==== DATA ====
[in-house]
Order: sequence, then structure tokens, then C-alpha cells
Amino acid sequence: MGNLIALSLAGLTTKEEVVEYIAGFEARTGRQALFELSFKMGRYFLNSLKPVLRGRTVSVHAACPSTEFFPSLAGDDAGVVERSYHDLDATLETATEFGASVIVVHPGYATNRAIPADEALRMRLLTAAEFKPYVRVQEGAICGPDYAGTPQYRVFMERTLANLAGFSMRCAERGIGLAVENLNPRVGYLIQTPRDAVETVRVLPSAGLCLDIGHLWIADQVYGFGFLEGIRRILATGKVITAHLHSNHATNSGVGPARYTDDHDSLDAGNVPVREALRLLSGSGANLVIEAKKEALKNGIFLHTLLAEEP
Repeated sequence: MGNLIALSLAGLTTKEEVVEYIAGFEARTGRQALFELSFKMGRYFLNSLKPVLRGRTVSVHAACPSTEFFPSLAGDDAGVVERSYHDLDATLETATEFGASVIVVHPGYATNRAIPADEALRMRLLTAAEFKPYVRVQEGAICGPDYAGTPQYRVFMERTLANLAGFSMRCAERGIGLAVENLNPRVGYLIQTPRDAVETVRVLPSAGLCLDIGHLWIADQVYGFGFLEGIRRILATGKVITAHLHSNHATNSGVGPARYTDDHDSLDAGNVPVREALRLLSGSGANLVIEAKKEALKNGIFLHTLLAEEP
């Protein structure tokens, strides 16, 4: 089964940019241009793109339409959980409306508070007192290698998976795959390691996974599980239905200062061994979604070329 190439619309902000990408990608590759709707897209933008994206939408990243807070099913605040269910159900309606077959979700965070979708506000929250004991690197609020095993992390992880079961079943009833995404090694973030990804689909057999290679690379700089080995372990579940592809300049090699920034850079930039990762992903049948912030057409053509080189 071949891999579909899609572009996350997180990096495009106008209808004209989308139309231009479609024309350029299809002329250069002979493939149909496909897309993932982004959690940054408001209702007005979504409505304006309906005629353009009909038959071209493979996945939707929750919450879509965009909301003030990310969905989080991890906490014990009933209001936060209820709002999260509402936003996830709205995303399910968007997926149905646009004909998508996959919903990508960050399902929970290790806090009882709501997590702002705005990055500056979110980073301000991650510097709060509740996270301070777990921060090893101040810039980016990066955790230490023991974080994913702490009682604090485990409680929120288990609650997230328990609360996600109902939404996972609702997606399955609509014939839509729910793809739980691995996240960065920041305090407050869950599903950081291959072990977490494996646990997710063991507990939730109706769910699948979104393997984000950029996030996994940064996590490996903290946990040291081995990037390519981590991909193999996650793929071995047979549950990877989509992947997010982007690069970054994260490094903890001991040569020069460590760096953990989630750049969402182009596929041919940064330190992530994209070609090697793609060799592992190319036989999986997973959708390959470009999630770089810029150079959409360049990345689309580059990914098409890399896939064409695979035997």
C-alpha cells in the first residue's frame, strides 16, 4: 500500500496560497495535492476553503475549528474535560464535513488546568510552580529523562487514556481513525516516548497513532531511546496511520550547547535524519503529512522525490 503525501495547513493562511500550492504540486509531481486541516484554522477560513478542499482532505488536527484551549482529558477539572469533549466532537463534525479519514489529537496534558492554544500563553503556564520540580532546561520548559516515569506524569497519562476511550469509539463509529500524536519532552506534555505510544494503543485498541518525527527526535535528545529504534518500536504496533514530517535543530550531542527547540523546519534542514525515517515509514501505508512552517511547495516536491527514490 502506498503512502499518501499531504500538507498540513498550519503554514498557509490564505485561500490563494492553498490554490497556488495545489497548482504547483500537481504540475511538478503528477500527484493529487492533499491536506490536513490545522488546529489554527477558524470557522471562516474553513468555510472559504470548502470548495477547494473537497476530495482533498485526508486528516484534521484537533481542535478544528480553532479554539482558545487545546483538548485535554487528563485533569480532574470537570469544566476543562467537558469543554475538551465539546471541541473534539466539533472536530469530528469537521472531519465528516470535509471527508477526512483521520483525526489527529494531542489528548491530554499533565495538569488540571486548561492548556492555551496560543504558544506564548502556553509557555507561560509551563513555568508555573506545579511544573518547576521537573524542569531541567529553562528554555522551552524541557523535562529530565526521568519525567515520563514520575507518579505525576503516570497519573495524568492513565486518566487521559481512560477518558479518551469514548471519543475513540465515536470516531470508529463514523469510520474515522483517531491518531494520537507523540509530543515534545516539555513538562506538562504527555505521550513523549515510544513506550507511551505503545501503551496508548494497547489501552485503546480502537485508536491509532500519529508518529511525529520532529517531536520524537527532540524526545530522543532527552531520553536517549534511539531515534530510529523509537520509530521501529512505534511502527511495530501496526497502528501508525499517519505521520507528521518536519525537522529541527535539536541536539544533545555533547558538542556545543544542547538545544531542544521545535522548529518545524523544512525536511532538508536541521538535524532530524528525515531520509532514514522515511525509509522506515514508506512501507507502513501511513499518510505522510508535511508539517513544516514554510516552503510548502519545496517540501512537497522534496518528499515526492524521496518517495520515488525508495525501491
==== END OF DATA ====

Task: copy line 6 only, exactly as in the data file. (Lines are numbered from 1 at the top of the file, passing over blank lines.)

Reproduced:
C-alpha cells in the first residue's frame, strides 16, 4: 500500500496560497495535492476553503475549528474535560464535513488546568510552580529523562487514556481513525516516548497513532531511546496511520550547547535524519503529512522525490 503525501495547513493562511500550492504540486509531481486541516484554522477560513478542499482532505488536527484551549482529558477539572469533549466532537463534525479519514489529537496534558492554544500563553503556564520540580532546561520548559516515569506524569497519562476511550469509539463509529500524536519532552506534555505510544494503543485498541518525527527526535535528545529504534518500536504496533514530517535543530550531542527547540523546519534542514525515517515509514501505508512552517511547495516536491527514490 502506498503512502499518501499531504500538507498540513498550519503554514498557509490564505485561500490563494492553498490554490497556488495545489497548482504547483500537481504540475511538478503528477500527484493529487492533499491536506490536513490545522488546529489554527477558524470557522471562516474553513468555510472559504470548502470548495477547494473537497476530495482533498485526508486528516484534521484537533481542535478544528480553532479554539482558545487545546483538548485535554487528563485533569480532574470537570469544566476543562467537558469543554475538551465539546471541541473534539466539533472536530469530528469537521472531519465528516470535509471527508477526512483521520483525526489527529494531542489528548491530554499533565495538569488540571486548561492548556492555551496560543504558544506564548502556553509557555507561560509551563513555568508555573506545579511544573518547576521537573524542569531541567529553562528554555522551552524541557523535562529530565526521568519525567515520563514520575507518579505525576503516570497519573495524568492513565486518566487521559481512560477518558479518551469514548471519543475513540465515536470516531470508529463514523469510520474515522483517531491518531494520537507523540509530543515534545516539555513538562506538562504527555505521550513523549515510544513506550507511551505503545501503551496508548494497547489501552485503546480502537485508536491509532500519529508518529511525529520532529517531536520524537527532540524526545530522543532527552531520553536517549534511539531515534530510529523509537520509530521501529512505534511502527511495530501496526497502528501508525499517519505521520507528521518536519525537522529541527535539536541536539544533545555533547558538542556545543544542547538545544531542544521545535522548529518545524523544512525536511532538508536541521538535524532530524528525515531520509532514514522515511525509509522506515514508506512501507507502513501511513499518510505522510508535511508539517513544516514554510516552503510548502519545496517540501512537497522534496518528499515526492524521496518517495520515488525508495525501491